Current Concepts Review   |    
Management of Acromioclavicular Joint Injuries
Xinning Li, MD1; Richard Ma, MD1; Asheesh Bedi, MD2; David M. Dines, MD1; David W. Altchek, MD1; Joshua S. Dines, MD1
1 Hospital for Special Surgery, 535 East 70th Street, New York, NY 10021. E-mail address for X. Li: Xinning.li@gmail.com. E-mail address for R. Ma: richardmamd@gmail.com. E-mail address for D.M. Dines: Ddinesmd98@aol.com. E-mail address for D.W. Altchek: altchekd@hss.edu. E-mail address for J.S. Dines: jdinesmd@gmail.com
2 University of Michigan, 24 Frank Lloyd Wright Drive, Ann Arbor, MI 48105. E-mail address: abedi@med.umich.edu
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Investigation performed at the Division of Sports Medicine and Shoulder Surgery, Hospital for Special Surgery, New York, NY

Peer Review: This article was reviewed by the Editor-in-Chief and one Deputy Editor, and it underwent blinded review by two or more outside experts. The Deputy Editor reviewed each revision of the article, and it underwent a final review by the Editor-in-Chief prior to publication. Final corrections and clarifications occurred during one or more exchanges between the author(s) and copyeditors.

Disclosure: None of the authors received payments or services, either directly or indirectly (i.e., via his or her institution), from a third party in support of any aspect of this work. One or more of the authors, or his or her institution, has had a financial relationship, in the thirty-six months prior to submission of this work, with an entity in the biomedical arena that could be perceived to influence or have the potential to influence what is written in this work. No author has had any other relationships, or has engaged in any other activities, that could be perceived to influence or have the potential to influence what is written in this work. The complete Disclosures of Potential Conflicts of Interest submitted by authors are always provided with the online version of the article.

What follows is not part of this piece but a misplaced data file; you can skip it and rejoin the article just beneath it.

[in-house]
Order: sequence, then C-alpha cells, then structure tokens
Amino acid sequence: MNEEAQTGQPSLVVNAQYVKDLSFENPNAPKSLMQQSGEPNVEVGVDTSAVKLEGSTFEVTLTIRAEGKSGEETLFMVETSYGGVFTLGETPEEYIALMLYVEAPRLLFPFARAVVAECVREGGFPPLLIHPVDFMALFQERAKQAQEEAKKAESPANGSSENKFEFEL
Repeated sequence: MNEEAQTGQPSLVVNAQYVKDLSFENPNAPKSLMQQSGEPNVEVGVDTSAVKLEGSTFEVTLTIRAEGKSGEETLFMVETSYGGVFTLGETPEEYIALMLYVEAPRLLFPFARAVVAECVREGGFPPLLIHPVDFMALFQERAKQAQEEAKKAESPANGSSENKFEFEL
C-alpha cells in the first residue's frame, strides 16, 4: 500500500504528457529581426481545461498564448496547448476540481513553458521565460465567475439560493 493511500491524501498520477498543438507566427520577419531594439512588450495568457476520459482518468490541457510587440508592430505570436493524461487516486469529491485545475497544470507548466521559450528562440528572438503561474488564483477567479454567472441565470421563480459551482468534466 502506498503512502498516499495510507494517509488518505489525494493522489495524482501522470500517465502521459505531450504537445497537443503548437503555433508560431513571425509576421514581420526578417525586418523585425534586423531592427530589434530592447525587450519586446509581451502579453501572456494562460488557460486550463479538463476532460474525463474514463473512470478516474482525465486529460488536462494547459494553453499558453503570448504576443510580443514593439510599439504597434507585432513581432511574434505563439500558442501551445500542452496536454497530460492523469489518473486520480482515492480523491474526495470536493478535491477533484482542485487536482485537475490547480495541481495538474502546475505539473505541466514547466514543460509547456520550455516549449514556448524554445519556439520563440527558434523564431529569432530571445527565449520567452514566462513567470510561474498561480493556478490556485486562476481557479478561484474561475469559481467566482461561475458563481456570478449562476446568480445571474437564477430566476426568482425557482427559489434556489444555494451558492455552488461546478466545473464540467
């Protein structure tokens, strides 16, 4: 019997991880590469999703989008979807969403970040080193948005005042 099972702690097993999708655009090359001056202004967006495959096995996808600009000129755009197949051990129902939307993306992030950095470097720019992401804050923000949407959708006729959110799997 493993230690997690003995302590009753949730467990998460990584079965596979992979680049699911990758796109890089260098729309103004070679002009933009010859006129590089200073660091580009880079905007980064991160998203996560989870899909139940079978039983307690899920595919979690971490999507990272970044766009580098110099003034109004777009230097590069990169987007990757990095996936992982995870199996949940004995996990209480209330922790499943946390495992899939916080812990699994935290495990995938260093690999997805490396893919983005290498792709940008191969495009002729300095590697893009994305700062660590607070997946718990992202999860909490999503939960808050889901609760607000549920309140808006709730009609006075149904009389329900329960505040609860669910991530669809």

Copyright © 2014 by The Journal of Bone and Joint Surgery, Inc.
J Bone Joint Surg Am, 2014 Jan 01;96(1):73-84. doi: 10.2106/JBJS.L.00734
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Acromioclavicular joint injuries are among the most common shoulder girdle injuries in athletes and most commonly result from a direct force to the acromion with the arm in an adducted position.

Acromioclavicular joint injuries often present with associated injuries to the glenohumeral joint, including an increased incidence of superior labrum anterior posterior (SLAP) tears that may warrant further evaluation and treatment.

Anteroposterior stability of the acromioclavicular joint is conferred by the capsule and acromioclavicular ligaments, of which the posterior and superior ligaments are the strongest. Superior-inferior stability is maintained by the coracoclavicular (conoid and trapezoid) ligaments.

Type-I or type-II acromioclavicular joint injuries have been treated with sling immobilization, early shoulder motion, and physical therapy, with favorable outcomes. Return to activity can occur when normal shoulder motion and strength are obtained and the shoulder is asymptomatic as compared with the contralateral normal extremity.

The management of type-III injuries remains controversial and is individualized. While a return to the previous level of functional activity with nonsurgical treatment has been documented in a number of case series, surgical reduction and coracoclavicular ligament reconstruction has been associated with a favorable outcome and can be considered in patients who place high functional demands on their shoulders or in athletes who participate in overhead sports.

Surgical management is indicated for high-grade (≥type IV) acromioclavicular joint injuries to achieve anatomic reduction of the acromioclavicular joint, reconstruction of the coracoclavicular ligaments, and repair of the deltotrapezial fascia.

Outcomes after surgical reconstruction of the coracoclavicular ligaments have been satisfactory with regard to achieving pain relief and return to functional activities, but further improvements in the biomechanical strength of these constructs are necessary to avoid loss of reduction and creep with cyclic loading.

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